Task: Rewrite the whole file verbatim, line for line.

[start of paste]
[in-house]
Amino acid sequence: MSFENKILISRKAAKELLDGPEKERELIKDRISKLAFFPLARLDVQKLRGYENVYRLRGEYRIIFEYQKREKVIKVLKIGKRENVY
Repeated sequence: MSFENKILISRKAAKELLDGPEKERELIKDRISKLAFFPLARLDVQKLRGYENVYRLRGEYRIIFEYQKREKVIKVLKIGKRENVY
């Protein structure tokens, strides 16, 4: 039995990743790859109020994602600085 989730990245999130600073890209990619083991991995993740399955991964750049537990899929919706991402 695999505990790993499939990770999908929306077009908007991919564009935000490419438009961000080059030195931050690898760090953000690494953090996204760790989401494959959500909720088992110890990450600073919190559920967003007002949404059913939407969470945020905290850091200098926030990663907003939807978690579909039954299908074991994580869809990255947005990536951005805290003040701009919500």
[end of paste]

[in-house]
Amino acid sequence: MSFENKILISRKAAKELLDGPEKERELIKDRISKLAFFPLARLDVQKLRGYENVYRLRGEYRIIFEYQKREKVIKVLKIGKRENVY
Repeated sequence: MSFENKILISRKAAKELLDGPEKERELIKDRISKLAFFPLARLDVQKLRGYENVYRLRGEYRIIFEYQKREKVIKVLKIGKRENVY
């Protein structure tokens, strides 16, 4: 039995990743790859109020994602600085 989730990245999130600073890209990619083991991995993740399955991964750049537990899929919706991402 695999505990790993499939990770999908929306077009908007991919564009935000490419438009961000080059030195931050690898760090953000690494953090996204760790989401494959959500909720088992110890990450600073919190559920967003007002949404059913939407969470945020905290850091200098926030990663907003939807978690579909039954299908074991994580869809990255947005990536951005805290003040701009919500």